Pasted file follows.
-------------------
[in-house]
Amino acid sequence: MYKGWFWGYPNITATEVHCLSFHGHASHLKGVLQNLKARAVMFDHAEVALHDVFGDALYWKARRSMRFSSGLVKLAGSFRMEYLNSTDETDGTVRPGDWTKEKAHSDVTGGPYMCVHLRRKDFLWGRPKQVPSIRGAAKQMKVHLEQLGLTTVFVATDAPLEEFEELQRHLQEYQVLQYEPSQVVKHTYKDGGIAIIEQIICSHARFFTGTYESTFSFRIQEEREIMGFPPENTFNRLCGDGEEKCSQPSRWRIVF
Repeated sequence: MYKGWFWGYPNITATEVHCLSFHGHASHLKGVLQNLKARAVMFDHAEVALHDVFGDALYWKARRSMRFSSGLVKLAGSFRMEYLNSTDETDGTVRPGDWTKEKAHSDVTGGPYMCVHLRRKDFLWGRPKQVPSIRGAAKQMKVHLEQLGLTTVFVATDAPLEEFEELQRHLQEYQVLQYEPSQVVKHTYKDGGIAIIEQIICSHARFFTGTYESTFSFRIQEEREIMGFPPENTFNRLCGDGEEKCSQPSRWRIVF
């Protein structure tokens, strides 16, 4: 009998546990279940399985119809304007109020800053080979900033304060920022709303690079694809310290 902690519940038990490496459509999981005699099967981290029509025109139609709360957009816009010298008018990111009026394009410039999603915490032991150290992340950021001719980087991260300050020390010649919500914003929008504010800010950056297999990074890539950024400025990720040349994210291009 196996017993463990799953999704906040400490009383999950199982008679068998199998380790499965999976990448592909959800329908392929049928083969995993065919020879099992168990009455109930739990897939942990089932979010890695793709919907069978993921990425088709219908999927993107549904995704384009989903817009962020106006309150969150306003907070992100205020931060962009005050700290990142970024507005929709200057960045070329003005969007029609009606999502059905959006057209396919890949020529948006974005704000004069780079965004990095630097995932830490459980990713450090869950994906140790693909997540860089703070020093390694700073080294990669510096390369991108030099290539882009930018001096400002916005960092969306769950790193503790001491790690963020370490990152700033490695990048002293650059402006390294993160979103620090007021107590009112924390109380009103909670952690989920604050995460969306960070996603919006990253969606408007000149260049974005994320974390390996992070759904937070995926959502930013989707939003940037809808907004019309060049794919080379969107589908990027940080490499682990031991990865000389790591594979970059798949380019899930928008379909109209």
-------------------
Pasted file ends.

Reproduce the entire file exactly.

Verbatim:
[in-house]
Amino acid sequence: MYKGWFWGYPNITATEVHCLSFHGHASHLKGVLQNLKARAVMFDHAEVALHDVFGDALYWKARRSMRFSSGLVKLAGSFRMEYLNSTDETDGTVRPGDWTKEKAHSDVTGGPYMCVHLRRKDFLWGRPKQVPSIRGAAKQMKVHLEQLGLTTVFVATDAPLEEFEELQRHLQEYQVLQYEPSQVVKHTYKDGGIAIIEQIICSHARFFTGTYESTFSFRIQEEREIMGFPPENTFNRLCGDGEEKCSQPSRWRIVF
Repeated sequence: MYKGWFWGYPNITATEVHCLSFHGHASHLKGVLQNLKARAVMFDHAEVALHDVFGDALYWKARRSMRFSSGLVKLAGSFRMEYLNSTDETDGTVRPGDWTKEKAHSDVTGGPYMCVHLRRKDFLWGRPKQVPSIRGAAKQMKVHLEQLGLTTVFVATDAPLEEFEELQRHLQEYQVLQYEPSQVVKHTYKDGGIAIIEQIICSHARFFTGTYESTFSFRIQEEREIMGFPPENTFNRLCGDGEEKCSQPSRWRIVF
């Protein structure tokens, strides 16, 4: 009998546990279940399985119809304007109020800053080979900033304060920022709303690079694809310290 902690519940038990490496459509999981005699099967981290029509025109139609709360957009816009010298008018990111009026394009410039999603915490032991150290992340950021001719980087991260300050020390010649919500914003929008504010800010950056297999990074890539950024400025990720040349994210291009 196996017993463990799953999704906040400490009383999950199982008679068998199998380790499965999976990448592909959800329908392929049928083969995993065919020879099992168990009455109930739990897939942990089932979010890695793709919907069978993921990425088709219908999927993107549904995704384009989903817009962020106006309150969150306003907070992100205020931060962009005050700290990142970024507005929709200057960045070329003005969007029609009606999502059905959006057209396919890949020529948006974005704000004069780079965004990095630097995932830490459980990713450090869950994906140790693909997540860089703070020093390694700073080294990669510096390369991108030099290539882009930018001096400002916005960092969306769950790193503790001491790690963020370490990152700033490695990048002293650059402006390294993160979103620090007021107590009112924390109380009103909670952690989920604050995460969306960070996603919006990253969606408007000149260049974005994320974390390996992070759904937070995926959502930013989707939003940037809808907004019309060049794919080379969107589908990027940080490499682990031991990865000389790591594979970059798949380019899930928008379909109209």